|Theme||Visible||Selectable||Appearance||Zoom Range (now: 0)|
Enachescu, Michael (Memorial University of Newfoundland) | Kearsey, Stephen (Memorial University of Newfoundland) | Hogg, John (EnCana Corporation) | Einarsson, Paul (Geophysical Service Incorporated) | Nader, Sam (Geophysical Service Incorporated) | Smee, Jerry (ExAlta Energy)
Interpretation of Orphan Basin new and old seismic data in conjunctions with marine potential field data and information from a dozen wells has allowed the identification of two sedimentary areas with distinct basin fill and structural evolution: 1) the West Orphan and 2) the East Orphan basins, respectively. The East Orphan Basin had a long geodynamic evolution starting with rifting in late Triassic and continued with successive phase of extension and minor transtention. Based on geophysical interpretation, well ties and regional tectonics, the West Orphan Basin is gas prone while the East Orphan Basin has a petroleum system similar to basins on the Grand Banks and West Ireland. The East Orphan Basin is the latest Canadian Frontier exploration area to be licensed for exploration and to hold great expectations for new giant field discoveries.
The San Joaquin basin occupies the southern section of the Jansa, L. F., 1975.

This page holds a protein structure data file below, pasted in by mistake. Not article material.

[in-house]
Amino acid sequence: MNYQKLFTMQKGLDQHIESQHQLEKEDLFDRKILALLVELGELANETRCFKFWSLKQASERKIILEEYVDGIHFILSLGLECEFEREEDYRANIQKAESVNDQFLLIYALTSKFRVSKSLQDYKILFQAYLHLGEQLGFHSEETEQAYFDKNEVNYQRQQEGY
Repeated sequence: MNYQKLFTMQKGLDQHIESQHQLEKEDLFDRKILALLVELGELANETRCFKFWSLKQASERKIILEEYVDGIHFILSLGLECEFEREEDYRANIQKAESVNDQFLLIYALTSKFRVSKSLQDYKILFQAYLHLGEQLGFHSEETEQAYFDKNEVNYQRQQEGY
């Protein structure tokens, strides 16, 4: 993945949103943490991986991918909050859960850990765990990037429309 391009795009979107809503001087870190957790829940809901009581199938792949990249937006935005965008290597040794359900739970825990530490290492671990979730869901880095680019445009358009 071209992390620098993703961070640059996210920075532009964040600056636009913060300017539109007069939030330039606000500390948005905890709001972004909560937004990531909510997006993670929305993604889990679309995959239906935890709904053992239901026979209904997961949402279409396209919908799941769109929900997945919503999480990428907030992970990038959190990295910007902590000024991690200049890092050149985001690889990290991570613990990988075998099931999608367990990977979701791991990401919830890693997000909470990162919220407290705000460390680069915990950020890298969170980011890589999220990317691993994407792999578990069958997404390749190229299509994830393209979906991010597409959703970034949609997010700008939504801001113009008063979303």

Abstract Twenty-four oil and/or gas discoveries have been made offshore Newfoundland and Labrador. Three of the oil discoveries have been developed and a fourth is under consideration. The focus of development activity has been on the larger oil discoveries. As production from the larger discoveries matures, facilities and other infrastructure will become available for development of the remaining smaller discoveries. Development and tie-in of smaller pools and fields provides an opportunity to utilize this spare production capacity at these fields. Currently, there are several satellite tie-in and expansion projects in progress and others are under review. Development of the discovered smaller fields will play an important part in sustaining production from offshore Newfoundland and Labrador. In addition, many of the offshore basins are under explored and represent other opportunities to supply the next round of developments. Introduction Newfoundland and Labrador, Canada's easterly province (Fig. 1) is strategically positioned on international shipping lanes, with unique access to global petroleum markets.